There was enough cash in the kitty for some solicitor, I presume, to decide that the College of Arms should be consulted and paid to do their bit. So they, the CofA, ignored the intervening generation with no arms and got a royal licence drawn up to quarter the Trotter (Del-Boy's mob?) arms with the arms of the husband of this sole heir, the granddaughter of the original name and arms testator. Curiously, at the time the RL was signed, this non-armigerous husband did not have any granted arms but some arms were named and exemplified in the RL; further as he was not even a Trotter he was awarded a canton argent to go in the Trotter quarters. A month later, this previously non-armigerous husband, a Mr Brown but already Mr Trotter South of the Border, was granted by Lyon the arms he had been said to already own in the RL, with Lyon obviously working in a differently timed universe.

So that is the English precedent for a generation whose chappie does not have (or will not or died without) any arms. Just grant them to the grandchildren and ignore all problems.

I am the heir general to these curious arms. I could even change my name and bear the undifferenced original arms of the Trotter grant, by Lyon, of 1803. Financial prudence, if not other reasons, forces me to abstain.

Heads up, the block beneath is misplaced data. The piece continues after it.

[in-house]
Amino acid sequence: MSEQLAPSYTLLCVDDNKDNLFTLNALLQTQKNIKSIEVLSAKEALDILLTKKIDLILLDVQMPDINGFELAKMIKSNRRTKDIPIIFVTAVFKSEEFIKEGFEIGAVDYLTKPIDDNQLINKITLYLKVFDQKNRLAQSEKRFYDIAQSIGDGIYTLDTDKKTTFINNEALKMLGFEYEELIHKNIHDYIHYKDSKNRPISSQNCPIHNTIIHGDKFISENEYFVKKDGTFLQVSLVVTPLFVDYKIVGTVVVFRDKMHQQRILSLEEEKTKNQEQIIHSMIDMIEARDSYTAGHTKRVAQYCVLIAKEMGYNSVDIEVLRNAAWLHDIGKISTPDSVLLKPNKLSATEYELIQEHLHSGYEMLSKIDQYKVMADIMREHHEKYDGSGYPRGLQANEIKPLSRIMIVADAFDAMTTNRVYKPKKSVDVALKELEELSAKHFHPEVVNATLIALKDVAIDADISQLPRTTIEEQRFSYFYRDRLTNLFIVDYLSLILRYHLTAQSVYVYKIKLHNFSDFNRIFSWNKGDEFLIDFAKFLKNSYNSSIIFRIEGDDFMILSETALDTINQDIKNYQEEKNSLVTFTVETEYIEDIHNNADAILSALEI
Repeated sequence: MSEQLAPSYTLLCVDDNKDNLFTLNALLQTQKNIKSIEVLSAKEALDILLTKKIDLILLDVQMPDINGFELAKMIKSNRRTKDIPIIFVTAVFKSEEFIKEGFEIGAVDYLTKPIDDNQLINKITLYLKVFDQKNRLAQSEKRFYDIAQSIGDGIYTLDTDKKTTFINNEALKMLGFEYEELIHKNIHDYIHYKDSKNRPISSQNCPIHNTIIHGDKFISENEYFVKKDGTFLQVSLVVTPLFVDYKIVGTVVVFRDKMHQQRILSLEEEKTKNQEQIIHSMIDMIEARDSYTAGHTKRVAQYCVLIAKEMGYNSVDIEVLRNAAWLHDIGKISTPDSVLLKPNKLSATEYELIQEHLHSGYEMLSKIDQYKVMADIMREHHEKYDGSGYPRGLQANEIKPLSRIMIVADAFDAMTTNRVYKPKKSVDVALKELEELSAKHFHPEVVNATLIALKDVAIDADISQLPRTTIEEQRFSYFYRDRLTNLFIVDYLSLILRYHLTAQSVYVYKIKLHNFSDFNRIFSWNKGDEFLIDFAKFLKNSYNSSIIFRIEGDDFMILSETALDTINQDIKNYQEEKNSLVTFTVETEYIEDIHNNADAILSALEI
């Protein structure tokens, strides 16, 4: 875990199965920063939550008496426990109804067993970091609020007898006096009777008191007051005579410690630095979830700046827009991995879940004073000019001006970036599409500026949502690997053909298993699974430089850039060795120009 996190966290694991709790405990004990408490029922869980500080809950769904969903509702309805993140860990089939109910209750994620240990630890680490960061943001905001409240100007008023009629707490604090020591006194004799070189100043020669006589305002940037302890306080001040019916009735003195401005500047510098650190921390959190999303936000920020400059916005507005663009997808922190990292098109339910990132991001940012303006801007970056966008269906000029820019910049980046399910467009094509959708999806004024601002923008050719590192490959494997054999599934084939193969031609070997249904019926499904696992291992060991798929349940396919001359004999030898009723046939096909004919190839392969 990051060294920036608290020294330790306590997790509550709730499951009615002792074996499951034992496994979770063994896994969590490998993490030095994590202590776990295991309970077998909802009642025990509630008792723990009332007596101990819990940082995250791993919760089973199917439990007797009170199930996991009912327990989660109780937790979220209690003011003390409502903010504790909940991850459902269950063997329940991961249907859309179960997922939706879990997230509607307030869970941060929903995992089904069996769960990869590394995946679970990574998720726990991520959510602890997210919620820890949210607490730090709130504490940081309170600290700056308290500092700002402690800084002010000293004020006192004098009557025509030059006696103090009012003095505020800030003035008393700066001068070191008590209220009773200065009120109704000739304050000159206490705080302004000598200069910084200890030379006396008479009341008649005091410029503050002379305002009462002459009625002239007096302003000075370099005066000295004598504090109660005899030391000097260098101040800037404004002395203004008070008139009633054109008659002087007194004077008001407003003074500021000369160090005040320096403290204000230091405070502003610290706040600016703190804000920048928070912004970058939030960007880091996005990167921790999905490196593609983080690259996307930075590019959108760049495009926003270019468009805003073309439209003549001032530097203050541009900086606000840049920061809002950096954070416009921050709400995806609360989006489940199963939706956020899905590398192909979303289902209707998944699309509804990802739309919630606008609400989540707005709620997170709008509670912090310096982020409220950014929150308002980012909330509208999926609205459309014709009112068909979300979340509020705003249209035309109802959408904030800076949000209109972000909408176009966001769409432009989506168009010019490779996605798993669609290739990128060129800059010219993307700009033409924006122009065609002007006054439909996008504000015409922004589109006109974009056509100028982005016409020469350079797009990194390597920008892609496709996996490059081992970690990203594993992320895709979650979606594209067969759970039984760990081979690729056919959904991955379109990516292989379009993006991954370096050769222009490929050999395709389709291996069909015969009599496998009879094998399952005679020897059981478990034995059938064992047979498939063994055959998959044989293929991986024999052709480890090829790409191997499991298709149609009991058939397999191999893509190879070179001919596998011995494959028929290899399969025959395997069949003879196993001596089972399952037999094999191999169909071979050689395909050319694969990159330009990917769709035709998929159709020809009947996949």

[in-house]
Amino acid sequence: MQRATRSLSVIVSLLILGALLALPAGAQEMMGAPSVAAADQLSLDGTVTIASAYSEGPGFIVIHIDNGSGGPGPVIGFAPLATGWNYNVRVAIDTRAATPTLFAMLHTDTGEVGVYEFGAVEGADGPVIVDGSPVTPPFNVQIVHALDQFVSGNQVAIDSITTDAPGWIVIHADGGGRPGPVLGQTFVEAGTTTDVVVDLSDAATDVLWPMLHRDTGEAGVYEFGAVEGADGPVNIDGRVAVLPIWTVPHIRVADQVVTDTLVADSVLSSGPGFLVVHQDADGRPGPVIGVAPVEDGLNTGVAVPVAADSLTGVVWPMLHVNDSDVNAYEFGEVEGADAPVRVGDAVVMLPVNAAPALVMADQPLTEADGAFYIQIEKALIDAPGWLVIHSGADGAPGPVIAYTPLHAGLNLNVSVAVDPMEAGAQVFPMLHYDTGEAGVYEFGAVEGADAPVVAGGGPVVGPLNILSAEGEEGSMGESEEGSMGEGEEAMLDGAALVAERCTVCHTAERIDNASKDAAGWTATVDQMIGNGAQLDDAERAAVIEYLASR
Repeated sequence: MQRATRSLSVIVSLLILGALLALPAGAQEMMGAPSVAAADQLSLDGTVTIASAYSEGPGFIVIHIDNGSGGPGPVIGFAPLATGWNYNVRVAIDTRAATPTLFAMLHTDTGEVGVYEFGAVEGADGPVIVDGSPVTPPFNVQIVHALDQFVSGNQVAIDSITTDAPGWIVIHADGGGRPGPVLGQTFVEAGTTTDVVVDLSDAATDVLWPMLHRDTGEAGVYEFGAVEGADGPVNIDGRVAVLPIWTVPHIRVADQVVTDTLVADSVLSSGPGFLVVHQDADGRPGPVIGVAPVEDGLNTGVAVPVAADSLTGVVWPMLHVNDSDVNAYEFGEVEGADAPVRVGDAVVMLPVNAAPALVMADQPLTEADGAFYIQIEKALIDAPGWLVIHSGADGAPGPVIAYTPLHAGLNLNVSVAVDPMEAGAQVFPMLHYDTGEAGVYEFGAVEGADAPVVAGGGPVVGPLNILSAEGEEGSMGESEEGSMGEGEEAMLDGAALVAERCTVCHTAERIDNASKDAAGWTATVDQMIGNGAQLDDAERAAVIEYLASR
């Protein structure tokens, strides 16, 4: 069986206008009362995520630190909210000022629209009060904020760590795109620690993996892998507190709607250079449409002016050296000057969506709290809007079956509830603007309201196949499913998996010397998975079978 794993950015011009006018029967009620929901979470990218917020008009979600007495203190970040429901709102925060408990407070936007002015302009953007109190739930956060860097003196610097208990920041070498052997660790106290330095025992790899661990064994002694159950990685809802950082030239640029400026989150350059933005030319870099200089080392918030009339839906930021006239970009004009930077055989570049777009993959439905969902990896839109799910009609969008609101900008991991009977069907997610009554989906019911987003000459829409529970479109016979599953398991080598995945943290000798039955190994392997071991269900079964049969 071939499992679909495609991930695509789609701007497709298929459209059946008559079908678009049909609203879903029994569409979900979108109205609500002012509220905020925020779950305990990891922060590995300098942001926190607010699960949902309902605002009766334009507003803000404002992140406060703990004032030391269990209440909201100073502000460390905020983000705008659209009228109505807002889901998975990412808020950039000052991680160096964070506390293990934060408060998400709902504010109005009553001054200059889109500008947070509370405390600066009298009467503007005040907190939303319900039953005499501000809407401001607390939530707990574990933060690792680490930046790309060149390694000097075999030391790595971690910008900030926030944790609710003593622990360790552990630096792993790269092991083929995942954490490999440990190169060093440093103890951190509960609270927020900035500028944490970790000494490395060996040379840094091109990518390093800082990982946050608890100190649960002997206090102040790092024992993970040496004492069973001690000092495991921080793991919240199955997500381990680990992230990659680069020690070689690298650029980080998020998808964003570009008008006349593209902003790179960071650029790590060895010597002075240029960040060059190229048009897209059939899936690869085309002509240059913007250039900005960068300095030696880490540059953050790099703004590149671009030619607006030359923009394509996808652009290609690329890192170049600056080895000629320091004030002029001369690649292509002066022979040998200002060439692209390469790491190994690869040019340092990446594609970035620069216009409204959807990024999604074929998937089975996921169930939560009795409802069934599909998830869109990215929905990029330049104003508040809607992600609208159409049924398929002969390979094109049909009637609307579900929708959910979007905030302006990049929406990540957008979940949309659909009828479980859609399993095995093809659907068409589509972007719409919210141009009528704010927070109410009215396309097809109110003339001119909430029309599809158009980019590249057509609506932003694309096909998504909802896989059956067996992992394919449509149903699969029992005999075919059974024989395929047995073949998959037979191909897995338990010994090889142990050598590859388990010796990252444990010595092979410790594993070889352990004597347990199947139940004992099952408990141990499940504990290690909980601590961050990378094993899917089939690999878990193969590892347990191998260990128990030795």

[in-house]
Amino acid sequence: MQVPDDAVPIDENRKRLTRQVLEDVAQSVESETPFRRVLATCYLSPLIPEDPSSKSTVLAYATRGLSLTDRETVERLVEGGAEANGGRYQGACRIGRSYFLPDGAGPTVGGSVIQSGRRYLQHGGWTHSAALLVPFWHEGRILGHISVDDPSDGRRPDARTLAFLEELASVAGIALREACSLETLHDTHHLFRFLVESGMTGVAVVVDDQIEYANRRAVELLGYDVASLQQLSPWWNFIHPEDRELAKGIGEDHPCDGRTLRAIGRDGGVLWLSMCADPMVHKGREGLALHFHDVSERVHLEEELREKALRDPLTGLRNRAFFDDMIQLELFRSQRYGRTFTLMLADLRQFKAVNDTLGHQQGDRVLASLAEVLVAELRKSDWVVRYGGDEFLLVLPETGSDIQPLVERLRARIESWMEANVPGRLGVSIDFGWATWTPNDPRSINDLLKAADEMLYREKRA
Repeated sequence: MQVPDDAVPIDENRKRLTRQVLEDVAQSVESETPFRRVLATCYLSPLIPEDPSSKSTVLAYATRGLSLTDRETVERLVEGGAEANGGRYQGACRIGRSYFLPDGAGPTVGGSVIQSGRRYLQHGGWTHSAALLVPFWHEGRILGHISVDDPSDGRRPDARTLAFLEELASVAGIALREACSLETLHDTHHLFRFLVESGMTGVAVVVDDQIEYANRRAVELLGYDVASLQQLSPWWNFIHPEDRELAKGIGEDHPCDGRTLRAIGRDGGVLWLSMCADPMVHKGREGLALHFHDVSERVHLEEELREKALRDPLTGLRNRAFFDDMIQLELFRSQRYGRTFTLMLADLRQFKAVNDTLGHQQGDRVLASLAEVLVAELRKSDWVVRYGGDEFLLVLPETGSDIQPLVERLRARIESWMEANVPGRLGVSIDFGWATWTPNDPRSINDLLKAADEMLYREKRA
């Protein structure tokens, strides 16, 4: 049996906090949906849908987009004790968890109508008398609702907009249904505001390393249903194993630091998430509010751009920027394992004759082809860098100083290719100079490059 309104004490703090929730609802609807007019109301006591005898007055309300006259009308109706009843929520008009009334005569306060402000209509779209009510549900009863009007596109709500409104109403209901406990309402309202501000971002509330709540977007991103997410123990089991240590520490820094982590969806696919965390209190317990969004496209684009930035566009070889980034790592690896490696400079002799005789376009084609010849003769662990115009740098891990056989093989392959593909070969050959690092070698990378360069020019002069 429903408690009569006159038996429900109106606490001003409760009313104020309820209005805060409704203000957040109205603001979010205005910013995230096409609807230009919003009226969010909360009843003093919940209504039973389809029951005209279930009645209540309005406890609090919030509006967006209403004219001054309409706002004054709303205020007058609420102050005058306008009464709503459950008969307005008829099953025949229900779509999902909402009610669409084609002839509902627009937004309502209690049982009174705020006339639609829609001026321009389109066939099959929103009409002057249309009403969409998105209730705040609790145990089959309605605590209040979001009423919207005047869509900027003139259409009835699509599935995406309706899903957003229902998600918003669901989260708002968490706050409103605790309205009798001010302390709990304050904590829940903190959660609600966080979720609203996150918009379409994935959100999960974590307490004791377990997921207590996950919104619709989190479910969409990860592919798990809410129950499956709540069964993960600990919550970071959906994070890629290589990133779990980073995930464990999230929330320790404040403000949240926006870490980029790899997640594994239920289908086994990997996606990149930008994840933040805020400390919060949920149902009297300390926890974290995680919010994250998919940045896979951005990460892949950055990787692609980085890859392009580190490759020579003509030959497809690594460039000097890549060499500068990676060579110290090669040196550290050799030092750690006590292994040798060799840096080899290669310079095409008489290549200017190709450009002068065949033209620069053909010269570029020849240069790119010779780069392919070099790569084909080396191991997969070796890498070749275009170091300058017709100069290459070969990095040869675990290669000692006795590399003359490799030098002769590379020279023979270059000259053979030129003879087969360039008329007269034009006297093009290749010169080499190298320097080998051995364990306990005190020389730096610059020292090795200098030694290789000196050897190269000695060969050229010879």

PS: When previewing this, the quoted section did not appear to be quoted but I hope it comes out alright when I press the Submit button.
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Postby andrewkerensky » 28 Jul 2014, 23:08

Post removed.
Last edited by andrewkerensky on 18 Apr 2015, 23:53, edited 1 time in total.

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Peter Harling
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Re: Change the system!!

Postby Peter Harling » 02 Feb 2015, 15:27

Fascinating, Tim! .... ........ Peter
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Kathy McClurg
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Re: Change the system!!

Postby Kathy McClurg » 09 Feb 2015, 17:52

andrewkerensky wrote:When my arms are finally complete and registered with the Bureau of Heraldry in South Africa I just assumed i'd past them on to my two daughters if they wanted them. I don't have a son to pass them on to. I did suggest if they did get married in the future they could double barrel their surname if they wished to continue my surname and arms. I doubt they will but you never know! :D

Of course, since you are assuming arms rather than obtaining an English Grant - I suppose your could pass them on as you wish.
Or, when you daughters get married, if they don't want to be double-barrelled or their husband is not armigerous, they could always assume arms based heavily on yours and be armigers in their own right under their married names. :shock:
Be well,